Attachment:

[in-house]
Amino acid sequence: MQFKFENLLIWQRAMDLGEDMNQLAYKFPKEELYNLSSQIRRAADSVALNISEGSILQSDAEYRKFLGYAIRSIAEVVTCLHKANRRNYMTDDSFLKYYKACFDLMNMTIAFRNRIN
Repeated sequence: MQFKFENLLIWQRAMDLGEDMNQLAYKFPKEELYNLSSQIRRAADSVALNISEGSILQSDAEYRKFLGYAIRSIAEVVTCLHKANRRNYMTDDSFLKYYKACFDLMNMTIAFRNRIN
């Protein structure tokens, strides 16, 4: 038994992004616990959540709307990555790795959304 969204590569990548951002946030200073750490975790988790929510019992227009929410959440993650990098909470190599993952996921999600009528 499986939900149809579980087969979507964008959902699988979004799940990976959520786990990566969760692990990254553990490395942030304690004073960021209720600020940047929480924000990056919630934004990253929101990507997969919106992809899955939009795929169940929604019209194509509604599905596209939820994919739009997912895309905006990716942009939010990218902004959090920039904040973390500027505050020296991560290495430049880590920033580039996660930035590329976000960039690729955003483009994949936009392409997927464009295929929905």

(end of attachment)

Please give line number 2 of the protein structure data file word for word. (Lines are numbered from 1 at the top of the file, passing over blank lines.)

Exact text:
Amino acid sequence: MQFKFENLLIWQRAMDLGEDMNQLAYKFPKEELYNLSSQIRRAADSVALNISEGSILQSDAEYRKFLGYAIRSIAEVVTCLHKANRRNYMTDDSFLKYYKACFDLMNMTIAFRNRIN